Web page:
- Dates: 15 August and 2 September 1945
- Location: Pacific
- Outcome: Japan surrendered to the Allies.
- General Töjö (Japanese Minister for War and Prime Minister from 1941-44), General Koiso (Japanese Prime Minister on surrender), Stalin, Churchill, Truman, Cordell Hull (US Secretary of State)
The Allies celebrated victory over Japan on 15 August 1945, although the Japanese administration under General Koiso did not officially surrender with a signed document until 2 September. Both dates are known as VJ Day.
War with Japan had been brewing since the China incident in 1937, and the threat of war in the east intensified when Japan signed the Tripartite Pact with Germany in September 1940.
Japan's power in the Pacific was significant. By 26 November 1940 Cordell Hull presented Japan with a final statement of position following the Potsdam Conference: the US was not going to back down. Japan was outraged. On 7 December Japan transmitted a confusingly long statement to Washington, intended as a declaration of war. By the time it was formally presented, the US naval base at Pearl Harbor in Hawaii was under heavy attack from Japanese aircraft.
Japan enjoyed a series of early victories in Hong Kong, Burma and Malaya, the Philippines and Borneo. But this did not prevent austerity in Japan and the war effort greatly drained the economy. By 1943, defeat at Midway and Guadalcanal caused further hardship.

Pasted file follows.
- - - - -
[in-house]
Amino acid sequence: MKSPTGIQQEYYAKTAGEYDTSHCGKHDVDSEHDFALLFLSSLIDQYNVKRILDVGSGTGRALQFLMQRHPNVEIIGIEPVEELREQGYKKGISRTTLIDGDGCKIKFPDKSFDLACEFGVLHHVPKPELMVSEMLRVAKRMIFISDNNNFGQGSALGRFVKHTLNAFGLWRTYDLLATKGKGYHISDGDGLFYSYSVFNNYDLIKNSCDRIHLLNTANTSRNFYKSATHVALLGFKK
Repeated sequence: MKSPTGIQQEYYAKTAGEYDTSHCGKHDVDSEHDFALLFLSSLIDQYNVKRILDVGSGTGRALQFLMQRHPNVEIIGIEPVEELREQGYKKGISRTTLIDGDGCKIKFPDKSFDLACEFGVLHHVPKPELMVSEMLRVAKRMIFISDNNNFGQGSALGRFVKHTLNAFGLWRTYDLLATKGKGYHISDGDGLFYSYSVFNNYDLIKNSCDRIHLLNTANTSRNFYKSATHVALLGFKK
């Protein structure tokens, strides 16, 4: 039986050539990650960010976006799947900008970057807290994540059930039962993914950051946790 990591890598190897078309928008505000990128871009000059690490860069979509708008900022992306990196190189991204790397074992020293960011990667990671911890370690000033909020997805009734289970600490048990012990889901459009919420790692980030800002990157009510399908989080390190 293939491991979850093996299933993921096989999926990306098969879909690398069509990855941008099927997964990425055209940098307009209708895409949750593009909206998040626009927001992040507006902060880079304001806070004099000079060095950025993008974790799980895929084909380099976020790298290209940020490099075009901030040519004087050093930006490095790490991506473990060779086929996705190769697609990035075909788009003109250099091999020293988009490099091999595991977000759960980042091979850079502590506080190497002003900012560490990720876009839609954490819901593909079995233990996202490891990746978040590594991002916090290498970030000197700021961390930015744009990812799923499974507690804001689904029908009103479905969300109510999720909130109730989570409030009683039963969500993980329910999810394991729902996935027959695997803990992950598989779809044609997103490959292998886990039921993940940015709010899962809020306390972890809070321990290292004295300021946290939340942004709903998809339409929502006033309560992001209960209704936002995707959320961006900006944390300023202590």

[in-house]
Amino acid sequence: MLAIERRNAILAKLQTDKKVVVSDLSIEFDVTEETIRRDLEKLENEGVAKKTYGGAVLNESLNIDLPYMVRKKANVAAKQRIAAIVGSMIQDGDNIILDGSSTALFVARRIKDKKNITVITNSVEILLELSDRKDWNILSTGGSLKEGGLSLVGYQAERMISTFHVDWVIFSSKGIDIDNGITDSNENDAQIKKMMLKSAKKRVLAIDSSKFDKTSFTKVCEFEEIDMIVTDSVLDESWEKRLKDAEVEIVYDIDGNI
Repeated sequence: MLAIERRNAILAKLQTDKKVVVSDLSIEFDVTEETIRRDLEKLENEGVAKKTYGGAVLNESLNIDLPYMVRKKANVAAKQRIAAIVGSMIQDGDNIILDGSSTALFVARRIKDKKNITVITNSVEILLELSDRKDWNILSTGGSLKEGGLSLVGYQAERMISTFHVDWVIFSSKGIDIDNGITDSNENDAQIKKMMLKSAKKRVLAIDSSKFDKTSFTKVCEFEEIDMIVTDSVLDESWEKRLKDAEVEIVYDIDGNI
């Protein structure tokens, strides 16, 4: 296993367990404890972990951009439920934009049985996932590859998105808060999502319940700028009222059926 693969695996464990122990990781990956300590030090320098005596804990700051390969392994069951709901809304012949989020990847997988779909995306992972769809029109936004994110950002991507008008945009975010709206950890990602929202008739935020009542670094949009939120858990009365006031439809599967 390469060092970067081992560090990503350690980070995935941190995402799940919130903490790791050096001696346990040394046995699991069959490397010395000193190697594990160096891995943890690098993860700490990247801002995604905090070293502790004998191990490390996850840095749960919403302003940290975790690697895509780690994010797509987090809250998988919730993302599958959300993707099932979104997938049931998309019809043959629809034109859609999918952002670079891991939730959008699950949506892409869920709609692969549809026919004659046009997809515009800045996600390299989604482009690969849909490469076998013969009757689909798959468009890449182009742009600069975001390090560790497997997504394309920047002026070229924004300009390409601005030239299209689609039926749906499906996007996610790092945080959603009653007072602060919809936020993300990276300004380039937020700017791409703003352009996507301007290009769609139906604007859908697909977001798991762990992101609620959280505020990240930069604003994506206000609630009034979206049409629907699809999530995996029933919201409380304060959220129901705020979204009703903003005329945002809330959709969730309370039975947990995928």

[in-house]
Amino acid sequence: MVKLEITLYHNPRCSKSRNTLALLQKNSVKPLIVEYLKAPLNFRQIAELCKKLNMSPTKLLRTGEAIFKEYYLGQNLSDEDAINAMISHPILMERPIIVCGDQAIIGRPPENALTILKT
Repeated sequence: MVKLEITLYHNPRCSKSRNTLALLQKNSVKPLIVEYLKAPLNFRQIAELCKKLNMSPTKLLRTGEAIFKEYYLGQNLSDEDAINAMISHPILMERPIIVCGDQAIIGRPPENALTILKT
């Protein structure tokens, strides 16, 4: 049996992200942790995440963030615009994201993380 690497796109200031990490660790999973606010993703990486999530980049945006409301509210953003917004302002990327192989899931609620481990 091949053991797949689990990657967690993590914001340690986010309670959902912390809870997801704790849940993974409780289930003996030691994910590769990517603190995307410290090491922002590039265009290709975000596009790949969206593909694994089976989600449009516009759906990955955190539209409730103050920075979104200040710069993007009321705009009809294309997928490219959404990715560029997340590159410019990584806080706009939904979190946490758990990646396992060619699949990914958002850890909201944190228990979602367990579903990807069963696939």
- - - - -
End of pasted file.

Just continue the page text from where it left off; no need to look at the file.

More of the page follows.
In 1944, massive increases in activities such as aircraft production meant a better war year for Japan. But as the Japanese braced themselves for an Allied invasion, the country came more or less to a standstill. On 9 March 1945, northern Tokyo came under US fire. Tens of thousands of civilians died and 40 square kilometres of the city were razed. Japan's poor defences were revealed.
And yet, still the Japanese refused to accept the terms of the Potsdam Declaration which demanded an unconditional surrender. The Japanese had asked Russia to act as intermediary for them at the Potsdam Conference, but Stalin was about to break the terms of the Russo-Japanese non-aggression pact (negotiated in 1941) and did not convey Japanese concerns. Without representation at Potsdam, Japan was doomed.
On 6 August 1945, the United States dropped the first ever atomic weapon on the Japanese city of Hiroshima. Japanese officials, despite the terrible consequences of the attack, convened to debate their next move.
The United States waited three days before dropping a second bomb on Nagasaki. The Japanese then began talks directly with the United States and, although their government's decision was not unilateral, Japan had little choice but to surrender. The Soviet declaration of war on Japan (on 8 August 1945) and the nuclear attacks on Nagasaki and Hiroshima forced Japan to face the facts, and the Empire disintegrated.
VJ Day marked not only the end of the war in the Pacific, but also the end of World War Two. In Britain, huge crowds gathered to cheer King George VI and his Queen en route to Westminster for the opening of Parliament.